Nissan Takes a Risk on Radically-Styled New Juke

By Andy Bannister


Nissan Juke

The wraps have come off Nissan’s new European-designed small crossover, the oddly-named Juke, and it’s certainly not hiding its light under a bushel.

Due to be launched at next month’s Geneva Motor Show, the Juke represents the bold new spirit of Nissan, a company whose European reinvention seems to have paid off in terms of bucking the continent-wide sales downturn.

The Juke is one of those love-it-or-hate-it designs which is bound to divide opinion. The massive front end is particularly unusual, with six lights of various shapes and sizes widely spaced out, and an expansive version of the corporate front grille. Head-on it looks rather bug-eyed.

Nissan Juke side viewThe side view is dominated by wildly exaggerated, almost cartoonish curves above the wheelarches, and details including concealed rear door handles.

The bland interiors of past Nissans have also been consigned to the rubbish dump, with the passenger compartment dominated by a centre console painted to match the outside colour scheme.

Young buyers are clearly in the company’s sights, and the styling has come from Nissan’s design centre in Paddington, London, which supposedly has its fingers on the latest urban trends.

The Juke name is an interesting choice. It is presumably inspired by a juke box, although British pronunciation means it will easily getNissan Juke interior confused with Duke, a peer of the realm. It’s only one consonant away from Joke, of course. And not that far from Junk.

The company is aiming the repeat the unprecedented European success Nissan has had with its larger crossover, the Qashqai (the European version of the North American market Rogue).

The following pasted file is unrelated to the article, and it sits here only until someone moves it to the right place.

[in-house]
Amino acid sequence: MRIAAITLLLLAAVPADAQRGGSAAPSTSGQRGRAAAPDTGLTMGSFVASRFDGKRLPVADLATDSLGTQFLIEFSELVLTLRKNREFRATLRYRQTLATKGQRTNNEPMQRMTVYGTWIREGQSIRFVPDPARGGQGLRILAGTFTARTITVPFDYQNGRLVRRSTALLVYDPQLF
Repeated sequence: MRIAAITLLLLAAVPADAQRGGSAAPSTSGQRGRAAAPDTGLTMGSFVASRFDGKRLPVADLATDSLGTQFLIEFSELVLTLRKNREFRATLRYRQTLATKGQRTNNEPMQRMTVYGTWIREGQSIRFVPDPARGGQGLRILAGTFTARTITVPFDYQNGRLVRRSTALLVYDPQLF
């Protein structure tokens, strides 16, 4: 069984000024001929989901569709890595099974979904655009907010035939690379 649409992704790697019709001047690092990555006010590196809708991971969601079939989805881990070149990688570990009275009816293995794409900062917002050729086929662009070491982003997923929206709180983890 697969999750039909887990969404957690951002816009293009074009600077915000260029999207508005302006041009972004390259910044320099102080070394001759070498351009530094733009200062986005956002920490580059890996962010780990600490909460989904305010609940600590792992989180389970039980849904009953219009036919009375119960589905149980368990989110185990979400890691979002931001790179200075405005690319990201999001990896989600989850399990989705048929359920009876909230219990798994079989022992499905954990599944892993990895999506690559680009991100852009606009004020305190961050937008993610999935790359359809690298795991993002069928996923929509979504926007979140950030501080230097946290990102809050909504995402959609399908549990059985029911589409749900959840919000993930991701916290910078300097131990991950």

The Qashqai was a big gamble at the time, replacing the dull-as-ditchwater old Almera (an inferior Focus/Golf rival) with an entirely different type of car.

If the new model alienated some traditional pipe-and-slippers customers it certainly didn’t hurt Nissan, as a huge group of new buyers made a bee-line for the company’s showrooms.

Nissan Qashqai 2010

The Qashqai, just facelifted, is now Nissan’s bestseller in many European countries, and has left rivals including Ford, with the Kuga, struggling to play catch-up.

Like the Qashqai, the Juke is being produced at Nissan’s plant in Sunderland, England, which proudly boasts that it is Europe’s most efficient car plant.

While the Qashqai has played it fairly safe in looks department, Nissan clearly feels a bolder approach is needed for its little brother.

It’s no exaggeration to say the Juke is the company’s most distinctively-styled smaller model since those unintentionally bizarre early Datsuns of the 1970s, like the Sunny and Violet, which the company would no doubt rather forget.

Nissan Juke front viewThe Juke replaces the small Micra hatchback on the British production lines. The next generation of the Micra is moving to lower-cost India, so the UK workers will be particularly pleased to have secured this potentially more profitable replacement. A Japanese plant will also build a version of the Juke for non-European markets.

The Juke boasts a versatile interior with a sizeable luggage capacity, and in Europe will feature a 109hp 1500cc diesel and two 1600cc petrol engines including a 187hp turbo. Most versions will be front-wheel-drive, but a 4X4 option is available, although this car seems likely to be more at home in the city than pottering along country lanes.